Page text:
Frequently Asked Questions
The most commonly accepted valuation approaches are the cost approach, the sales comparison approach and the income approach. The cost approach combines the value of the land and depreciated site improvements with the depreciated value of the building. The sales comparison approach compares the property to others and adjusts for differences. The income approach takes market rents, subtracts a vacancy allowance and expenses, and takes the resulting net income and turns that into value using a factor. We are not required to provide all three approaches and it is fairly rare that all three are done. Appraisal theory has largely discredited the cost approach as reflective of market value and commercial appraisers usually only provide it when the property is proposed new construction or has been constructed within the last ten years or so. The sales comparison and income approaches are the primary valuation methods used for commercial properties. Even then, there are times when one of these approaches does not reflect the market and although it might be performed, it is given little or no weight in deciding on the final value conclusion. We know our markets and can advise you which approach or approaches would apply.
The number one way to help shorten the turnaround time is to provide us with the written information we need as soon as possible. Copies of leases, rent rolls, income and expense statements are the needed as soon as possible. Delay in providing one or more of the necessary items will almost always result in a delay in the appraisal process. When we inspect the property, try to have it available for the person who accompanies us through the building.
Yes. Appraisers must maintain a third-party position to your transaction. No appraiser can accept an assignment where bias could be interpreted. USPAP has a phrase used verbatim by many appraisal firms on their letters of transmittals: "Our assignment was not based on the reporting of a predetermined value, a direction in value that favors the cause of the client, the amount of the value opinion, the attainment of a stipulated result or the occurrence of a subsequent event directly related to the value opinion." USPAP is very clear on this issue. Appraisers cannot be advocates for any client. Although it may seem unusual to some users to have to pay for a report that did not provide them a favorable outcome, appraisers governed by appraisal licensing laws must remain objective. However, if you feel that the appraiser did not consider all data that they should have, discuss this with the appraiser. And this may affect the appraisal assignment results, if it is deemed relevant and should have been included in the analysis.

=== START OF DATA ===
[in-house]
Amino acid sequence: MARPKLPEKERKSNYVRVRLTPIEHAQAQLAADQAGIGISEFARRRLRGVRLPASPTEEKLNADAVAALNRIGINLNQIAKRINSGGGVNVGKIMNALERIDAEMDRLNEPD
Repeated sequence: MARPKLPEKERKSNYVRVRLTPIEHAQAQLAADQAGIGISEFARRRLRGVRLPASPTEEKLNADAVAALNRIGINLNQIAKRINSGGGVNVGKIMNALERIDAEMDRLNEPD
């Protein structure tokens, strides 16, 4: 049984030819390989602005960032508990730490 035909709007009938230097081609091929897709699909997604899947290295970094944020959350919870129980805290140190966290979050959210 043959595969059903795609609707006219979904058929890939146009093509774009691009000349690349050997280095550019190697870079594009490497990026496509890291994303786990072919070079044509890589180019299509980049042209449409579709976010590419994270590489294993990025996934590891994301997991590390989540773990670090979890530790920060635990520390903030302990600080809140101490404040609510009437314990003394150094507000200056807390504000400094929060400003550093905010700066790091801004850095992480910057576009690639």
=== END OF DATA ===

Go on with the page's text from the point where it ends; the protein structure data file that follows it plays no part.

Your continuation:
There are many reasons why there is a difference. The most important factor is the amount of time it takes to prepare each type of report. Most skilled residential appraisers can do a residential report in a half-day whereas a skilled commercial appraiser needs at least a week. Residential reports are on a common form with a standardized property type whereas commercial appraisals are mainly free-form documents with information that varies with the property type, market and client needs. Special use commercial properties take longer and can have a multi-state data search radius, thus making it more time intensive and costly to perform than more common property types such as office and apartments.
No. If this is needed, you should discuss this with the appraiser who completed the appraisal assignment. Be aware that many financial institutions will not accept an appraisal performed for one of their competitors unless the first source provides a written release. Also, we are not required to testify in an assessment reduction case if the appraisal was done for something other than a tax appeal.
The lender typically engages the appraiser. You should make sure your lender will accept our report before ordering. Lenders can have different internal guidelines, so knowing what is required helps prevent the additional time it takes to modify a report or do additional report analyses, increasing the time it takes to get a final product to the lender.